Sunday, March 11, 2012

The Jazz Age in Londontown

In 1920, the British Empire covered a fifth of the world's surface and contained 400 to 500 million people.  London was, in point of fact, the capital of the world.  Of course there was also a world of trouble brewing: Ireland and India -just for example- were dangerously restive. But if you were young and British in the 1920s - and rich if possible - there was certainly a lot of fun to be had and trouble must have seemed very far away indeed.  London was the biggest city in the world in 1928, and if you couldn't find it in London you couldn't find it anywhere.  

In Up, Back, and Away,  Miles' trip to the capitol is not for fun but for work - he has to find Ada.  And in his search he has to contend with the dark side of Brightest London.  Still, even under the weight of danger and anxiety, he is beguiled by London.  Miles arrives in the capital via the Old Euston station - a fabulous place which was famously torn down in one of the worst city planning decisions of the 1960s.  Here are a few images of  the old (lost) Euston Station:

They tore it down in 1961 and here's what we have today.  Pure vandalism.

Of course Miles a music fan and London was full of great music.

 I enjoyed all the research I did for Up, Back, and Away, but learning about the music and the venues where one could hear it - and dance to it - was the most fun.  The video clip at the top this post records a bit of the spirit of London's nightclubs in the 1920s.  The Music Halls were past their very greatest days, having to compete with cinema, the gramophone and the radio (and those night clubs), but they were still entertaining masses of people. Miles search takes him into the beautiful (fictitious) Diamond's London Pavilion in Leicester Square where he gets to see a variety show that impresses him with the quality of the entertainment and the enthusiasm of the audience.  Ada sings a song there, a song she sang for Miles back at Quarter Sessions, that was already a nostalgia number in 1928.  Here's a nice 1910 recording of that famous song, "Rings on My Fingers," which was a hit in 1909 for Blanche Ring and Ada Jones.  (Ada Ardilaun's mother was so fond of it she named her daughter after Ada Jones).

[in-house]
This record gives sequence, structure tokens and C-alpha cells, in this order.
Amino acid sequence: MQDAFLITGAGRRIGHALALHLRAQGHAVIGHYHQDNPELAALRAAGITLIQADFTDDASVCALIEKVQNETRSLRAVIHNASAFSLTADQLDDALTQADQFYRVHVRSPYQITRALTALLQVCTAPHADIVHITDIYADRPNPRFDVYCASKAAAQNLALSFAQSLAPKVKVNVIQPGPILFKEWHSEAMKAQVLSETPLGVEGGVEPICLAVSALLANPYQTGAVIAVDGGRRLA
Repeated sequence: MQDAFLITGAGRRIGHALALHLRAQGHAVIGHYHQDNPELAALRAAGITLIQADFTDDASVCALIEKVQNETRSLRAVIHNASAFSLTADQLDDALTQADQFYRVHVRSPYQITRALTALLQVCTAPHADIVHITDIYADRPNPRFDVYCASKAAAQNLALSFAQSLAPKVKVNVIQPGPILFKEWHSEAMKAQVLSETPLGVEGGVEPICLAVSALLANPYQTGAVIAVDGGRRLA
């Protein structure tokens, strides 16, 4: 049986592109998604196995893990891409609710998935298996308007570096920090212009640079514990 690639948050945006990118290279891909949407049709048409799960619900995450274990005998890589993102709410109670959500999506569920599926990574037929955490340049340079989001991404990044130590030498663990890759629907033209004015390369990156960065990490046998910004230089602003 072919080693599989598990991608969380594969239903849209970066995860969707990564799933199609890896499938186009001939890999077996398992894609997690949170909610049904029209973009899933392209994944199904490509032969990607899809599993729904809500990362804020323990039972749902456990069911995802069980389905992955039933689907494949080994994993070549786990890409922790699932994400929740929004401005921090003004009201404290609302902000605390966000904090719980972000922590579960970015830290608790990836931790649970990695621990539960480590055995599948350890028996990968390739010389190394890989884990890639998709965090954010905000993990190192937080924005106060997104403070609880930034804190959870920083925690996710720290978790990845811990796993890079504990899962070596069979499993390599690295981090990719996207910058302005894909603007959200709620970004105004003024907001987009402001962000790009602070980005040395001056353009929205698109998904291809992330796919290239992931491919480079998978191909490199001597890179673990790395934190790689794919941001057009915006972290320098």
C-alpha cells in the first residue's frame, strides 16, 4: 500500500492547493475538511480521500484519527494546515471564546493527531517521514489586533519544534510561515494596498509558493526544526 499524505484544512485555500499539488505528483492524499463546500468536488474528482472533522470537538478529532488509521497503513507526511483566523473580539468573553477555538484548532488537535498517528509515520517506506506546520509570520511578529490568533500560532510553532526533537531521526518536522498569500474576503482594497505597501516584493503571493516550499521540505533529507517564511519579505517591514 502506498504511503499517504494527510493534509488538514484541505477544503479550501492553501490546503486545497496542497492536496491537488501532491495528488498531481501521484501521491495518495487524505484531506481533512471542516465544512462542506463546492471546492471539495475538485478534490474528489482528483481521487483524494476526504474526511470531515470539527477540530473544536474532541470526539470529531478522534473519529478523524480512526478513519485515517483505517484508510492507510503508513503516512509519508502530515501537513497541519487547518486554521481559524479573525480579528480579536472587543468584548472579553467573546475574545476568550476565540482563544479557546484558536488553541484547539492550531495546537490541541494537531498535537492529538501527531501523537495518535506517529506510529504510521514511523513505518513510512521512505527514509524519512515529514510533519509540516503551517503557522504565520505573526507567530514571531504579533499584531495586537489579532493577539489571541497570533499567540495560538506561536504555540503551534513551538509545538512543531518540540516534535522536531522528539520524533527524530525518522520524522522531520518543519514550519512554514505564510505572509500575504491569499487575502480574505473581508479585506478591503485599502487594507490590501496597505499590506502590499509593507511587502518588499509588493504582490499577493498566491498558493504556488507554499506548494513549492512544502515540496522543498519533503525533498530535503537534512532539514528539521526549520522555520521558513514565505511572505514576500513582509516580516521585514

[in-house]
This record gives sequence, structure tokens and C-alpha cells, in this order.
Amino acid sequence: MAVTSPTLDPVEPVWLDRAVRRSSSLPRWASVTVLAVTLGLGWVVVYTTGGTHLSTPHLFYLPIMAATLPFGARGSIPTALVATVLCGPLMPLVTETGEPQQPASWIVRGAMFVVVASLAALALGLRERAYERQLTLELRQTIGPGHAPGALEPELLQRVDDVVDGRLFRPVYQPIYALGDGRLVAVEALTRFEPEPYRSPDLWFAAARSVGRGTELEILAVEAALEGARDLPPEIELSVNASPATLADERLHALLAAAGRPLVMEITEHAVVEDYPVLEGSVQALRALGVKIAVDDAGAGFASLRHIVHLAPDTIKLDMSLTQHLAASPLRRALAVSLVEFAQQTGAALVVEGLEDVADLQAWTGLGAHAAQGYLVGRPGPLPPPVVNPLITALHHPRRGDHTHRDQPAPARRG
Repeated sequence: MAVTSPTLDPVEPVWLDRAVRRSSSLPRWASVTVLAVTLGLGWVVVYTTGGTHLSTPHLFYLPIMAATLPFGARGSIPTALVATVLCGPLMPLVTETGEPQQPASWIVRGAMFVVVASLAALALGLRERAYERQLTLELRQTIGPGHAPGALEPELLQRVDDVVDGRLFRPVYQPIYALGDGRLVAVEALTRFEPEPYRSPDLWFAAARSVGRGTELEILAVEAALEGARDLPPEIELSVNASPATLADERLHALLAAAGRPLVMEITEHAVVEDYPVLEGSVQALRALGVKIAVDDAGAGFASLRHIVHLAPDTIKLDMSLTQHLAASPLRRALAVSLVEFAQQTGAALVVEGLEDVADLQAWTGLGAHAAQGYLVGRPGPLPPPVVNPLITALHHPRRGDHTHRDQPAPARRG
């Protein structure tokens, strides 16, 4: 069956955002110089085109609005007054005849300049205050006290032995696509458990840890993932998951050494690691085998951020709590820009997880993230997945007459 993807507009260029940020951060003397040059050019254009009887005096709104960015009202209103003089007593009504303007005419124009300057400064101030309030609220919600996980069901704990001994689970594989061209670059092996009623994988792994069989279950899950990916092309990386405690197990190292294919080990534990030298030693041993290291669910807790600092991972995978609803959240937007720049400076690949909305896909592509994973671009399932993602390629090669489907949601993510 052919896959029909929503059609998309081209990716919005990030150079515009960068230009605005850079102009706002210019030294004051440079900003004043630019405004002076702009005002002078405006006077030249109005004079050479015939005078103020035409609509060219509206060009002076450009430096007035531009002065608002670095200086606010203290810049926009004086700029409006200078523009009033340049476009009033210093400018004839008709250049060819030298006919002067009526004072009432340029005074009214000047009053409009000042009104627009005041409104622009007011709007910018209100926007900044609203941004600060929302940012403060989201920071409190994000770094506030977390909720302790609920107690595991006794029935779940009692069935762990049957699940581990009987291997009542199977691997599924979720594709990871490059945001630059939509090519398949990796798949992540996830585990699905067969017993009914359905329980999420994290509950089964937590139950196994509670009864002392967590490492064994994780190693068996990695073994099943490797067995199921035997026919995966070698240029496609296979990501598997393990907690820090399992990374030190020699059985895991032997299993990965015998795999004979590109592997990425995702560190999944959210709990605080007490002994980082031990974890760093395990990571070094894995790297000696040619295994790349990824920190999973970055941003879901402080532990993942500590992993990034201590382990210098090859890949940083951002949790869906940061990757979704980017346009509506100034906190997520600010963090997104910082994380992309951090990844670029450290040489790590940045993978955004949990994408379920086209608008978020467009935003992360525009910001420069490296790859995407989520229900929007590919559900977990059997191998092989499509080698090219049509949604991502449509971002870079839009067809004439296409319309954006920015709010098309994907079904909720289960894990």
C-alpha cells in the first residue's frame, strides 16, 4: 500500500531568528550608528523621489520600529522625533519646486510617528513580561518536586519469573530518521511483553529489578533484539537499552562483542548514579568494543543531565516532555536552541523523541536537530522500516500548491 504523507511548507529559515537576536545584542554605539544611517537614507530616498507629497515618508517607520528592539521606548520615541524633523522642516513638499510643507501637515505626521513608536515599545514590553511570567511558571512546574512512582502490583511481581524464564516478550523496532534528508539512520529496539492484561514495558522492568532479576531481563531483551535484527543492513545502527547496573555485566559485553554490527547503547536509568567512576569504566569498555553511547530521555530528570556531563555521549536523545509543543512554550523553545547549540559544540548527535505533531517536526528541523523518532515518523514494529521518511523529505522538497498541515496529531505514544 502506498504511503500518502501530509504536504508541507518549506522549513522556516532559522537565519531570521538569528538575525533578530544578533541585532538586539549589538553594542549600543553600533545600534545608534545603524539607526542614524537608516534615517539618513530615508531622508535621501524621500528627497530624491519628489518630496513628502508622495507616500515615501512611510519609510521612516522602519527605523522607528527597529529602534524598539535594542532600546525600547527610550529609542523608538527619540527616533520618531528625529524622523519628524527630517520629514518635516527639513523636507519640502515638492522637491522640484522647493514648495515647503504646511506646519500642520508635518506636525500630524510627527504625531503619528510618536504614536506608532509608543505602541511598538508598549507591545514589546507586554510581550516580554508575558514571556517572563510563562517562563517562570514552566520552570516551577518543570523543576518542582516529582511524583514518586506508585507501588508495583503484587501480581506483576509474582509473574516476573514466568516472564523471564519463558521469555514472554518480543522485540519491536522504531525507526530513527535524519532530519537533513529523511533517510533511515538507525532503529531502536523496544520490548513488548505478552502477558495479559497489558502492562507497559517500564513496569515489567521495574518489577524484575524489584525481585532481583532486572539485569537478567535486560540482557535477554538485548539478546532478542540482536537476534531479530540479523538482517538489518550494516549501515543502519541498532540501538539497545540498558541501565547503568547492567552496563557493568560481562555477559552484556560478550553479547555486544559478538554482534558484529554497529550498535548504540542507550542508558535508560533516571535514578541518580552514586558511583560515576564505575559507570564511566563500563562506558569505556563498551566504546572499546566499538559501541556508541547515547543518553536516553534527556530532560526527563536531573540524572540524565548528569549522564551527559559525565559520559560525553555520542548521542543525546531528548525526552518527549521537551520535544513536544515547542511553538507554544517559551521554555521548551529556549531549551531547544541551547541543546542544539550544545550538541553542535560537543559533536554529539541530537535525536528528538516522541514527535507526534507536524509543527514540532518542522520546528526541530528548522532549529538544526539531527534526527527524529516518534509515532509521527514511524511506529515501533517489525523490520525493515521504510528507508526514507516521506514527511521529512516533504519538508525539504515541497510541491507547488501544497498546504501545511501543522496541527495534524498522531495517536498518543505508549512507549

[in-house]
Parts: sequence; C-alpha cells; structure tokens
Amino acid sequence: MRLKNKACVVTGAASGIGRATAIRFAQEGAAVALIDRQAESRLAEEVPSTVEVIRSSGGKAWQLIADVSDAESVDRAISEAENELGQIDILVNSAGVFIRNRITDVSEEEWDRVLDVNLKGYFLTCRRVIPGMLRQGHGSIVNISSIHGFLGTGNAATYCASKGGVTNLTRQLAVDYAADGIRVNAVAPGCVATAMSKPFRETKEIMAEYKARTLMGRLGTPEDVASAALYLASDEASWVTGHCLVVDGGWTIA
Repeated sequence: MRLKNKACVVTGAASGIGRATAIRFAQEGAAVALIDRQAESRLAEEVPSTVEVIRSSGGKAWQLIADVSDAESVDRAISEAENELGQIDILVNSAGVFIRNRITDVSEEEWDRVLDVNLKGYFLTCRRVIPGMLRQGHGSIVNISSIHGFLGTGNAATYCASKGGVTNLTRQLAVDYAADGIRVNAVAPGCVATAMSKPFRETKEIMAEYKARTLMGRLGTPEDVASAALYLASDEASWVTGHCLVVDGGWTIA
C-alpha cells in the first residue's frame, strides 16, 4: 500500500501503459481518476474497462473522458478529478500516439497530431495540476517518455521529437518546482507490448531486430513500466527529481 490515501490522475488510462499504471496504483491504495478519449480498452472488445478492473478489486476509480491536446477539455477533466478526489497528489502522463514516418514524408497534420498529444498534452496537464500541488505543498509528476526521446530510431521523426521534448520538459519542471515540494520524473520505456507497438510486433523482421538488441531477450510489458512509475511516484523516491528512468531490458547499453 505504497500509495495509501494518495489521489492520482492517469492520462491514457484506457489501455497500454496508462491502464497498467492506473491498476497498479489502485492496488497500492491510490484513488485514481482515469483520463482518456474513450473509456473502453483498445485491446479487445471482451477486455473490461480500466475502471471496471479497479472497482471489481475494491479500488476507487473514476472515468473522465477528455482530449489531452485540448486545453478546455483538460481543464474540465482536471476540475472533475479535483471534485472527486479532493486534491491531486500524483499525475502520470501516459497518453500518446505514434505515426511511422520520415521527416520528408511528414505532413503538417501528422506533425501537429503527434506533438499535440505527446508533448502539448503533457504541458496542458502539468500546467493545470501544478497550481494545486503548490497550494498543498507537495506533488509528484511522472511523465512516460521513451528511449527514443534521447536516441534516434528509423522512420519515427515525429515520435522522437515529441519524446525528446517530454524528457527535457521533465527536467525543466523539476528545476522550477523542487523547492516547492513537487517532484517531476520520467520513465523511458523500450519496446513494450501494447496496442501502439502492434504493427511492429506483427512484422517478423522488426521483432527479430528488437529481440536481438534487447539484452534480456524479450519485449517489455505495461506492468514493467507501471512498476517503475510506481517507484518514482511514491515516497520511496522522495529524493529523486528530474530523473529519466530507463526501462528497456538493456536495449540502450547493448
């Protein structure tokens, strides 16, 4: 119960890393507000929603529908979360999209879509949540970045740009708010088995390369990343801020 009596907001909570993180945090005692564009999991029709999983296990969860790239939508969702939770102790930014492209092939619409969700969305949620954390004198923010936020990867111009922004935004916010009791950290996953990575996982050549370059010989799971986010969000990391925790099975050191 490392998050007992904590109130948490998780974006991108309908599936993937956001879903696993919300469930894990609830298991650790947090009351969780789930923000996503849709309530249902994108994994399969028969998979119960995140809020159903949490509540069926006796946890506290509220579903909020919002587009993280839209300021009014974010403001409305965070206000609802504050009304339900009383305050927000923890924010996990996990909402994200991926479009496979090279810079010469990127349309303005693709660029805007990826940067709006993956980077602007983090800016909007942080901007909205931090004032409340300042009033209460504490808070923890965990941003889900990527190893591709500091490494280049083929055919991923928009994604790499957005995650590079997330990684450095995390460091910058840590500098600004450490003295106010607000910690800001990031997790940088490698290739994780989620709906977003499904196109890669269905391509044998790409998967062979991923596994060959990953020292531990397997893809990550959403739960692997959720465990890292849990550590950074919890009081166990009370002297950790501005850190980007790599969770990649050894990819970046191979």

The styles and fashions and the music of the 1920s continue to inspire.  (For those with an appetite for even more archival footage, here's a link to a great old documentary about a teenaged flapper in 1920s Britain).

Some of my interest in the 1920s was generated by the work of a wonderfully talented artist and sometime writer, Gladys Peto.  She illustrated all kinds of children's books, a handful of travel books and advertisements galore, including a series of images for Ovaltine, Allenbury's infant food and Erasmic soap.  

Another blogger with a similar interest connected with me some years ago and she has a great website devoted to Peto's works. (Have a look if you like the ad - there's a treasure trove there).  

The internet is giving anyone with an interest great scope to explore the cultural world of the 1920s.  Lots of the artistic productions of the day are falling out of copyright and into the public domain.  (Mickey Mouse famously made his first appearance in 1928 and the US copyright laws have been re-jiggered a couple of times to keep him under Disney copyright) but lots of material is still available for us all to share now.  I'll leave you with a link to a song from a popular musical that I discovered while researching for Up, Back, and Away.  I really liked Mercenary Mary. What do you think? Maybe it's time for a revival?

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